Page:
As anybody with access to the paper knows, the Los Angeles Times never put the Black Dahlia case on Page 1 except for the day when it looked as if Cpl. Joseph Dumais was the killer. The rest of the stories appeared on the first inside page or somewhere near the front because The Times considered itself a family paper. There’s no excuse for getting this wrong. The Times, while certainly behind the Examiner in covering the Black Dahlia case, scored its share of scoops and covered the case to the best of its ability.

The idea of “Donahoe’s handouts” is particularly amusing. The LAPD in the 1940s had no public information officer issuing press releases. Reporters talked directly to the police officers involved in an investigation. This only changed in the 1950s.

What’s the source for this nonsense? Will?

Not the end notes again, Holmes!

You know it, Watson.

Oh, we’re going to hang this on David Halberstam’s “The Powers That Be,” yet another in our five-foot shelf of secondary sources.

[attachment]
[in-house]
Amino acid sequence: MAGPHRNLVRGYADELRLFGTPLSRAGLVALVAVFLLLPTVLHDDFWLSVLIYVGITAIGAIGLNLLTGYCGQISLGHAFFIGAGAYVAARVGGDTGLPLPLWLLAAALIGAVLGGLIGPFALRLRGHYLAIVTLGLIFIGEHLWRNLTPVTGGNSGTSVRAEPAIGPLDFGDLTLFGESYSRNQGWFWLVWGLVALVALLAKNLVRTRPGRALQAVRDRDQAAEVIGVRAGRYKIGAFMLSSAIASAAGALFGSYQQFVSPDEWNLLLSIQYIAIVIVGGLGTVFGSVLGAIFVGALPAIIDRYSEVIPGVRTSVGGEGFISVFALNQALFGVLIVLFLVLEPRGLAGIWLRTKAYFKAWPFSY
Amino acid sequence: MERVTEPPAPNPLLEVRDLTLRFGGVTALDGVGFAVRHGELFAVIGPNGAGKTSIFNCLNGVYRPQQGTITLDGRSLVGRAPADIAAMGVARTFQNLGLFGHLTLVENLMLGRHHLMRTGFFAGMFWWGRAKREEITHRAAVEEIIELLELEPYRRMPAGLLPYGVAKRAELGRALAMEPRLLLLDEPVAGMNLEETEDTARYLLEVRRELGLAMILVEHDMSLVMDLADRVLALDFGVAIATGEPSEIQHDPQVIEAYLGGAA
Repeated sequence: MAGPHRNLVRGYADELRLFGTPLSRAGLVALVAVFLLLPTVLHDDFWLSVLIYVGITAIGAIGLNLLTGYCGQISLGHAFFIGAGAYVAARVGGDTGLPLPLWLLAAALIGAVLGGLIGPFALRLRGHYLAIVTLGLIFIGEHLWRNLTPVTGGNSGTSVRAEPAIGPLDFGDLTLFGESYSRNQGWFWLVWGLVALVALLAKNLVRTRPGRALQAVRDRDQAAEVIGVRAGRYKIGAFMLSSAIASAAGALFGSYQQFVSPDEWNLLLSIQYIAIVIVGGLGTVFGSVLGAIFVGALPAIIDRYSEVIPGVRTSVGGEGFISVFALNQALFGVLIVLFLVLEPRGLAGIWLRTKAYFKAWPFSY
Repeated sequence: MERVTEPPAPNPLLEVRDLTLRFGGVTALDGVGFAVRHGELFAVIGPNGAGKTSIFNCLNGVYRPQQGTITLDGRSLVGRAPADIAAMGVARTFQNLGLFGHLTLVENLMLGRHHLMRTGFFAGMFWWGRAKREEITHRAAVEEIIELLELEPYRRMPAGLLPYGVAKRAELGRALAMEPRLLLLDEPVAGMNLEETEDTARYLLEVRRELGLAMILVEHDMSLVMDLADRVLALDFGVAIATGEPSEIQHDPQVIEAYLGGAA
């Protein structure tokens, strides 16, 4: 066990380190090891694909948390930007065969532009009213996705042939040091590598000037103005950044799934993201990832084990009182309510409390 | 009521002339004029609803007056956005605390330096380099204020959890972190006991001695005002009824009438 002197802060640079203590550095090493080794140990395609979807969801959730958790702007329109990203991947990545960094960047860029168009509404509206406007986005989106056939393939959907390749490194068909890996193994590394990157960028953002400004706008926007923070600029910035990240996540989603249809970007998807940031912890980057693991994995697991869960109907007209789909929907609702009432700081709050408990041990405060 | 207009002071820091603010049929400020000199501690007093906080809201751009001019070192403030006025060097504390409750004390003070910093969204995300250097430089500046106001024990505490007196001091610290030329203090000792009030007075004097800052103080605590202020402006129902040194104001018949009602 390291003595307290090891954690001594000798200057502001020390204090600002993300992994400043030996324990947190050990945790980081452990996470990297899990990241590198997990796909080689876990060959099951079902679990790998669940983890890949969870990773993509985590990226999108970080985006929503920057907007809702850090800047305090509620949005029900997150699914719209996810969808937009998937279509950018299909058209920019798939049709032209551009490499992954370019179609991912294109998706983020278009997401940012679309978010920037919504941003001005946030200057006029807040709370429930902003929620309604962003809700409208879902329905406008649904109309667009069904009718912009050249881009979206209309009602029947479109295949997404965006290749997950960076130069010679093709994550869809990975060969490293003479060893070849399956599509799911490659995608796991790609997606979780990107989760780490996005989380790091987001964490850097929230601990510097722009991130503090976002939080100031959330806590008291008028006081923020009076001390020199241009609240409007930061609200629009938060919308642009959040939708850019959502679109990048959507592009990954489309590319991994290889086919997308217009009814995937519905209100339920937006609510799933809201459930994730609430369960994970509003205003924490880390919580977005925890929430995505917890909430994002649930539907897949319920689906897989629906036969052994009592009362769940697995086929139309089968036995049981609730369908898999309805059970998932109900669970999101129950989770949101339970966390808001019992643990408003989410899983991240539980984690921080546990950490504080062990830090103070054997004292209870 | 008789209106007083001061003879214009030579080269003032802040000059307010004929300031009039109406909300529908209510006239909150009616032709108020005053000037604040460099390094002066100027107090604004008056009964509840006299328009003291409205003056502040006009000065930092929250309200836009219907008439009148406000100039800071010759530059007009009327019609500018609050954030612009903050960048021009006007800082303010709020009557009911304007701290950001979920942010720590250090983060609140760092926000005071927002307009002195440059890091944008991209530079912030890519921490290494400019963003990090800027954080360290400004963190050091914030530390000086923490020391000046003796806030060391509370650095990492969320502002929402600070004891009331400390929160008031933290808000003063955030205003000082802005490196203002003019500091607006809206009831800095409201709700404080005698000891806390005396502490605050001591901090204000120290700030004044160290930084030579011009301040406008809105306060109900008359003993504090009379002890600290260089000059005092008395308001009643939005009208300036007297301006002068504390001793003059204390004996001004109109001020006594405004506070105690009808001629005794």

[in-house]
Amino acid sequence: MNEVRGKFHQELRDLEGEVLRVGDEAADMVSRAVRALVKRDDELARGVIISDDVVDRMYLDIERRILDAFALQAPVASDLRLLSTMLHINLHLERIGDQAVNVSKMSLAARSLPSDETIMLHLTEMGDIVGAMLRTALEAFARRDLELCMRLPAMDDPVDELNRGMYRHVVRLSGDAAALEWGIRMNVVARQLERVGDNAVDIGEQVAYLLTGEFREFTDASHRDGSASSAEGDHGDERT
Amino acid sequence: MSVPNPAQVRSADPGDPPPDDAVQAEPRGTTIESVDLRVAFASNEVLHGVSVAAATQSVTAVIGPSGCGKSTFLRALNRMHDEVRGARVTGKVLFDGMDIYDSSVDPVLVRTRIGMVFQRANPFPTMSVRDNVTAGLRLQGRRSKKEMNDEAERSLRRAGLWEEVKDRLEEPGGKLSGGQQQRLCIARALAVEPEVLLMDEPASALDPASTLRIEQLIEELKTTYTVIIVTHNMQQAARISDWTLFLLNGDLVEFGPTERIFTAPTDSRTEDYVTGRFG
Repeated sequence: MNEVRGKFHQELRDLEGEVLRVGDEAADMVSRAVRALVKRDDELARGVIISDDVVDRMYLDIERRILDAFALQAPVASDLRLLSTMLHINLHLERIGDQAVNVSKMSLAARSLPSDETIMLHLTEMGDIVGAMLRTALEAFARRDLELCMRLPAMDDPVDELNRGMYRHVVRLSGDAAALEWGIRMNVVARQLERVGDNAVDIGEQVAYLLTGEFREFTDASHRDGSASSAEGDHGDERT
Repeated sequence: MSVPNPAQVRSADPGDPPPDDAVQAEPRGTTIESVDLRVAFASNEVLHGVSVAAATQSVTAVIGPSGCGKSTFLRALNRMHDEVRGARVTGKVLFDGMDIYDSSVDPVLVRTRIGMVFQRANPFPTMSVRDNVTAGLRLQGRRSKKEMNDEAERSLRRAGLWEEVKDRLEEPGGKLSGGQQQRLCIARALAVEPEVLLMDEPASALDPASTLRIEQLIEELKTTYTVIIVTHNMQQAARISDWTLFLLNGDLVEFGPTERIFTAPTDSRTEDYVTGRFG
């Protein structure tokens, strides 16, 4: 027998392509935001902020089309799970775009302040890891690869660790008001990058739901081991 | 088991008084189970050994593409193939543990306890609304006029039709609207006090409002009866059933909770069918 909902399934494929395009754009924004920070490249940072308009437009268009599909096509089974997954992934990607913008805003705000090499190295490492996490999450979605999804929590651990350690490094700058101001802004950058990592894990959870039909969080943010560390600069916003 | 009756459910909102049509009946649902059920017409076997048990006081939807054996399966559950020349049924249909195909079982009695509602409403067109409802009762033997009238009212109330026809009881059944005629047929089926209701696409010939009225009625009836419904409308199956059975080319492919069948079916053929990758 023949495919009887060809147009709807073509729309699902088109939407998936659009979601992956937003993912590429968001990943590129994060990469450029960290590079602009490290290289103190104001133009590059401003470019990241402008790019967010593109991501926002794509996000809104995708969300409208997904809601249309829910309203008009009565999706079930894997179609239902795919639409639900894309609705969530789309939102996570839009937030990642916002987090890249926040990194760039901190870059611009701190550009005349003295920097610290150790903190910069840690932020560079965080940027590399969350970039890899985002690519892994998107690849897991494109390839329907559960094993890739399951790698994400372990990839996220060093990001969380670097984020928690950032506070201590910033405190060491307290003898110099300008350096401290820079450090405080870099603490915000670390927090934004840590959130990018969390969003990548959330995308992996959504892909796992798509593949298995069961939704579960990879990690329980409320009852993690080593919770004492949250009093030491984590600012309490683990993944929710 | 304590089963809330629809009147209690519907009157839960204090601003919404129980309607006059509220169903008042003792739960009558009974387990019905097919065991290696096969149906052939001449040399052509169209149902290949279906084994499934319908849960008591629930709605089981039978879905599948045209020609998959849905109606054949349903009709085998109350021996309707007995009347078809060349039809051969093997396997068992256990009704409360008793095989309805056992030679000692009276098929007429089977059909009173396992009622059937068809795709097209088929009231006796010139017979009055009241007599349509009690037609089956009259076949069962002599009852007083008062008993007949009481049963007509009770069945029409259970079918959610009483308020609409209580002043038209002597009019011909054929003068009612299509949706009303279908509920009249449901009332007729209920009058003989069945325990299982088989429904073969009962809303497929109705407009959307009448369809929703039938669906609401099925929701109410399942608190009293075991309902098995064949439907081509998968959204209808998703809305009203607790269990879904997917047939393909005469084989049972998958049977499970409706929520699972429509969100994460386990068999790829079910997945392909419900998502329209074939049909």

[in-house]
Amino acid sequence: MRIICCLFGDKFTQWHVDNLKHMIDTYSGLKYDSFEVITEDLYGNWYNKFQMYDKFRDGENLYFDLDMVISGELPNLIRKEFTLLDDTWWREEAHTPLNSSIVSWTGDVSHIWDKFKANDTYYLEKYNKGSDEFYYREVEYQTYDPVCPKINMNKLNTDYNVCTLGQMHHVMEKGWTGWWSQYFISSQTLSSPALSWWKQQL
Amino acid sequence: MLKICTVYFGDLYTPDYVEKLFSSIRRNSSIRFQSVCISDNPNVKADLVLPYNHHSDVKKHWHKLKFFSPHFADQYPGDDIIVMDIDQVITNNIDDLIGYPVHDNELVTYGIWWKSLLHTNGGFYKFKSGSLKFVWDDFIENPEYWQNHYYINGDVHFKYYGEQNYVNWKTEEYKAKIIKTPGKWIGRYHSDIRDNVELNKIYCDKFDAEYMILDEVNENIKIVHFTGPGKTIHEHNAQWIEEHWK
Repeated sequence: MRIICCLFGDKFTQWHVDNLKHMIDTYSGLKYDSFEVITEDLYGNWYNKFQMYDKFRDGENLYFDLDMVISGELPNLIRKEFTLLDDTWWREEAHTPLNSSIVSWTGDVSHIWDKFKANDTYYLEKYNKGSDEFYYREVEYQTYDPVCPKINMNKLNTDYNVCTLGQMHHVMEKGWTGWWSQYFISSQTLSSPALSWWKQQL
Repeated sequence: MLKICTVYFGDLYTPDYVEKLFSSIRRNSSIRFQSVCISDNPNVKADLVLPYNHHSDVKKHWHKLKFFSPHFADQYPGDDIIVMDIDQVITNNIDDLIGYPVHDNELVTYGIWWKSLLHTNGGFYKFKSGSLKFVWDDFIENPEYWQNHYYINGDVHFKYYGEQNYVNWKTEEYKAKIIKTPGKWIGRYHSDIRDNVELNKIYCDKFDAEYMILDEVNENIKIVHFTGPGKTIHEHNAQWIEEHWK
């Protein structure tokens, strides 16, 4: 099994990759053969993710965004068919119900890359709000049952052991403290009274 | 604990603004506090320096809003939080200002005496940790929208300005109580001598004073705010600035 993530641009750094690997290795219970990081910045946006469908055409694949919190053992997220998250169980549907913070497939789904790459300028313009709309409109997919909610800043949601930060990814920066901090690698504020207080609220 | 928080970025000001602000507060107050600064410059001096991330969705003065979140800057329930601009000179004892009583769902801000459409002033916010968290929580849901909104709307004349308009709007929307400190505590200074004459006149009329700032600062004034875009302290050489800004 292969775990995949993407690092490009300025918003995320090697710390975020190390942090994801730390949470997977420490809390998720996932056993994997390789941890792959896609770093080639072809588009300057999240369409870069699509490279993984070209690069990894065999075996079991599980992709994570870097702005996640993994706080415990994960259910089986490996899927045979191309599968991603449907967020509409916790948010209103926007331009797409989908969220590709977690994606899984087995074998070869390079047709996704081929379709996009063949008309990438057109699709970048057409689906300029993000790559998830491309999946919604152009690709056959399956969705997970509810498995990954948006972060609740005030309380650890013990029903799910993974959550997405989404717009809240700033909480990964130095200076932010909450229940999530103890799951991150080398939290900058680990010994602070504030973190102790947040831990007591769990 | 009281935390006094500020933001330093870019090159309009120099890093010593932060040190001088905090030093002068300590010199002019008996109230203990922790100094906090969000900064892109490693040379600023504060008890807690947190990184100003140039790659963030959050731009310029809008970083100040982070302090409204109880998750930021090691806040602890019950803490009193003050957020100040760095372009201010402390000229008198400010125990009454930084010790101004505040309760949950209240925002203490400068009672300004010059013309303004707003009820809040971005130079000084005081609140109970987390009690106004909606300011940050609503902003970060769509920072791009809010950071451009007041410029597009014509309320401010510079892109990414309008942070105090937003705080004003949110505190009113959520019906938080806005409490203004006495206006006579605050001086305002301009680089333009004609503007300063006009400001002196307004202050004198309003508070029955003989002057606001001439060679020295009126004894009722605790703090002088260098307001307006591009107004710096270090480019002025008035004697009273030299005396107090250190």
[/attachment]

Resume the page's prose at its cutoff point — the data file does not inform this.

To the bookshelf, Watson. Halberstam, Pages 94-122. I hope this doesn’t turn out to be about JonBenet Ramsey, like Wolfe’s citation of “The Cases That Haunt Us.” Nope it’s the whole chapter about the Los Angeles Times. Don’t recall Halberstam writing about the Black Dahlia case, though. (Man, Halberstam’s portrait of Times political editor Kyle Palmer is devastating. Absolutely damning). Nope, not a word on the Black Dahlia case. Nothing about The Times being forced to put the Dahlia on Page 1 to compete with Hearst. This is just Wolfe throwing in nonsense for no apparent purpose.

But don’t take my word for it. As readers of the 1947project know (Happy Foot to crime buddies Kim Cooper and Nathan Marsak. You rock!) the Los Angeles Times is available online through Proquest from the 1880s to 1985. This service is available free through the Los Angeles Public Library (you need a library card to sign on).

Well worth it. There’s a reason historians love libraries!

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Friday, March 03, 2006

Blogging the Wolfe Book, Phoning It In

I’m blogging in real time as I read Donald H. Wolfe’s “The Black Dahlia Files: The Mob, the Mogul and the Murder That Transfixed Los Angeles.” So far we have seen very little of “The Mob” and nothing at all of “The Mogul.” There has been a murder but Los Angeles has yet to be transfixed.